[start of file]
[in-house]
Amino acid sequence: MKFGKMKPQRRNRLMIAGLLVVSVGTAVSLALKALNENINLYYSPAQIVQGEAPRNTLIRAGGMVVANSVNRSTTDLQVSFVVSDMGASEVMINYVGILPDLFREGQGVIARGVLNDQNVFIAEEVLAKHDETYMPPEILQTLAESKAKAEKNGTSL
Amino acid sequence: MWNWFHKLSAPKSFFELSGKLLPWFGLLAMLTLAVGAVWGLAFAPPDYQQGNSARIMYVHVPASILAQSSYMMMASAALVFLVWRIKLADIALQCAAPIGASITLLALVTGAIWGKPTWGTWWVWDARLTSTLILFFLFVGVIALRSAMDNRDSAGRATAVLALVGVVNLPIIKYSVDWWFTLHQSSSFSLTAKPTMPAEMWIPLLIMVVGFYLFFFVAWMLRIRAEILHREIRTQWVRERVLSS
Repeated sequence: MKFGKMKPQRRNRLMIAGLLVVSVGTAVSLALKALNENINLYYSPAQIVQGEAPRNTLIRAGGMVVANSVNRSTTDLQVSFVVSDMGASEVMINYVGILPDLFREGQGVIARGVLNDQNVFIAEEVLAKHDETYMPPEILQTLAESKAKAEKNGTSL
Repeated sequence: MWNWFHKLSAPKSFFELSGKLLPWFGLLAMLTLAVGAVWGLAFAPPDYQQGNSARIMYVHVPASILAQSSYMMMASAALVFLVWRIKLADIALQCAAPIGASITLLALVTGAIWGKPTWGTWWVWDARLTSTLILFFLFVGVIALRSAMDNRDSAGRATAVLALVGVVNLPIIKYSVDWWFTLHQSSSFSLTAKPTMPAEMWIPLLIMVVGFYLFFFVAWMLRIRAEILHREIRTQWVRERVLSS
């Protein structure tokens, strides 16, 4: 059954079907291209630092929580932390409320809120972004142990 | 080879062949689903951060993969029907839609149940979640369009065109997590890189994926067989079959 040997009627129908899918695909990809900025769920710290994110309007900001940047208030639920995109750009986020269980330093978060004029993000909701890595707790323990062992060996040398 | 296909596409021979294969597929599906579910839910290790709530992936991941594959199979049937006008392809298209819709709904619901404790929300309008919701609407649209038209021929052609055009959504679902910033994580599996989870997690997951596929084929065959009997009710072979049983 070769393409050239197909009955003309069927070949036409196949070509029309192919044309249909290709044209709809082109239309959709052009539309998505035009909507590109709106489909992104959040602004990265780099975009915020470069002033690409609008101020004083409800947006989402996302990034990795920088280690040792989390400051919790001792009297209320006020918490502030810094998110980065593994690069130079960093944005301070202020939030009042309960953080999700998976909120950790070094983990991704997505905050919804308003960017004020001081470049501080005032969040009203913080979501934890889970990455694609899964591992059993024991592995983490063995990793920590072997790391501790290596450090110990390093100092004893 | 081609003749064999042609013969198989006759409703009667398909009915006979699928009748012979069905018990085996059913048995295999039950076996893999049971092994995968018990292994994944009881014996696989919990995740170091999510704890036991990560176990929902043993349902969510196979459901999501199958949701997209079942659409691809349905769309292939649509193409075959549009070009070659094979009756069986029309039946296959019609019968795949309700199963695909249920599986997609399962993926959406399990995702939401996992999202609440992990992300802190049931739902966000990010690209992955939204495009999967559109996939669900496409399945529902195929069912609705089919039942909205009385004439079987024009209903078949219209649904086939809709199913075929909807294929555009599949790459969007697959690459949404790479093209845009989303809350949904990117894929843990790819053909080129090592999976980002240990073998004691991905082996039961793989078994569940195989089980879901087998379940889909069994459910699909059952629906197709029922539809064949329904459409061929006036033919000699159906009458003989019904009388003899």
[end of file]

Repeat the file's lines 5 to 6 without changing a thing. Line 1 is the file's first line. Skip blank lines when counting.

Repeated sequence: MWNWFHKLSAPKSFFELSGKLLPWFGLLAMLTLAVGAVWGLAFAPPDYQQGNSARIMYVHVPASILAQSSYMMMASAALVFLVWRIKLADIALQCAAPIGASITLLALVTGAIWGKPTWGTWWVWDARLTSTLILFFLFVGVIALRSAMDNRDSAGRATAVLALVGVVNLPIIKYSVDWWFTLHQSSSFSLTAKPTMPAEMWIPLLIMVVGFYLFFFVAWMLRIRAEILHREIRTQWVRERVLSS
């Protein structure tokens, strides 16, 4: 059954079907291209630092929580932390409320809120972004142990 | 080879062949689903951060993969029907839609149940979640369009065109997590890189994926067989079959 040997009627129908899918695909990809900025769920710290994110309007900001940047208030639920995109750009986020269980330093978060004029993000909701890595707790323990062992060996040398 | 296909596409021979294969597929599906579910839910290790709530992936991941594959199979049937006008392809298209819709709904619901404790929300309008919701609407649209038209021929052609055009959504679902910033994580599996989870997690997951596929084929065959009997009710072979049983 070769393409050239197909009955003309069927070949036409196949070509029309192919044309249909290709044209709809082109239309959709052009539309998505035009909507590109709106489909992104959040602004990265780099975009915020470069002033690409609008101020004083409800947006989402996302990034990795920088280690040792989390400051919790001792009297209320006020918490502030810094998110980065593994690069130079960093944005301070202020939030009042309960953080999700998976909120950790070094983990991704997505905050919804308003960017004020001081470049501080005032969040009203913080979501934890889970990455694609899964591992059993024991592995983490063995990793920590072997790391501790290596450090110990390093100092004893 | 081609003749064999042609013969198989006759409703009667398909009915006979699928009748012979069905018990085996059913048995295999039950076996893999049971092994995968018990292994994944009881014996696989919990995740170091999510704890036991990560176990929902043993349902969510196979459901999501199958949701997209079942659409691809349905769309292939649509193409075959549009070009070659094979009756069986029309039946296959019609019968795949309700199963695909249920599986997609399962993926959406399990995702939401996992999202609440992990992300802190049931739902966000990010690209992955939204495009999967559109996939669900496409399945529902195929069912609705089919039942909205009385004439079987024009209903078949219209649904086939809709199913075929909807294929555009599949790459969007697959690459949404790479093209845009989303809350949904990117894929843990790819053909080129090592999976980002240990073998004691991905082996039961793989078994569940195989089980879901087998379940889909069994459910699909059952629906197709029922539809064949329904459409061929006036033919000699159906009458003989019904009388003899």